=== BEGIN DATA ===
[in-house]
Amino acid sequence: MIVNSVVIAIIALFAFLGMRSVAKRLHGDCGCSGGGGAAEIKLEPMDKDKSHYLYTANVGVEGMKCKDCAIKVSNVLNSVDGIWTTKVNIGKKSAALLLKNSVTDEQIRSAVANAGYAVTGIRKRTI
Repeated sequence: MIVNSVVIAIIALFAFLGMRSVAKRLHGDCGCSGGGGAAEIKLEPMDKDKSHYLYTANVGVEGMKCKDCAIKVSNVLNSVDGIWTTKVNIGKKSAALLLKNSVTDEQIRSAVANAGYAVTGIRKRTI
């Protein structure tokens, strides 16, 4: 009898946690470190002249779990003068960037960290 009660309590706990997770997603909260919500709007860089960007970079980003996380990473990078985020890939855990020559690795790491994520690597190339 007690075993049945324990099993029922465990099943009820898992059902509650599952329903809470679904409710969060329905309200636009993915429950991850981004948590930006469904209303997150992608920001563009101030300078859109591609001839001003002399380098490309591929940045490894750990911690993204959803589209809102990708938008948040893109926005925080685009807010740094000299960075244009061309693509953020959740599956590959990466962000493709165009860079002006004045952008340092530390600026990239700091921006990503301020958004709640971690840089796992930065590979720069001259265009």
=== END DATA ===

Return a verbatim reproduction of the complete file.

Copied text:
[in-house]
Amino acid sequence: MIVNSVVIAIIALFAFLGMRSVAKRLHGDCGCSGGGGAAEIKLEPMDKDKSHYLYTANVGVEGMKCKDCAIKVSNVLNSVDGIWTTKVNIGKKSAALLLKNSVTDEQIRSAVANAGYAVTGIRKRTI
Repeated sequence: MIVNSVVIAIIALFAFLGMRSVAKRLHGDCGCSGGGGAAEIKLEPMDKDKSHYLYTANVGVEGMKCKDCAIKVSNVLNSVDGIWTTKVNIGKKSAALLLKNSVTDEQIRSAVANAGYAVTGIRKRTI
């Protein structure tokens, strides 16, 4: 009898946690470190002249779990003068960037960290 009660309590706990997770997603909260919500709007860089960007970079980003996380990473990078985020890939855990020559690795790491994520690597190339 007690075993049945324990099993029922465990099943009820898992059902509650599952329903809470679904409710969060329905309200636009993915429950991850981004948590930006469904209303997150992608920001563009101030300078859109591609001839001003002399380098490309591929940045490894750990911690993204959803589209809102990708938008948040893109926005925080685009807010740094000299960075244009061309693509953020959740599956590959990466962000493709165009860079002006004045952008340092530390600026990239700091921006990503301020958004709640971690840089796992930065590979720069001259265009």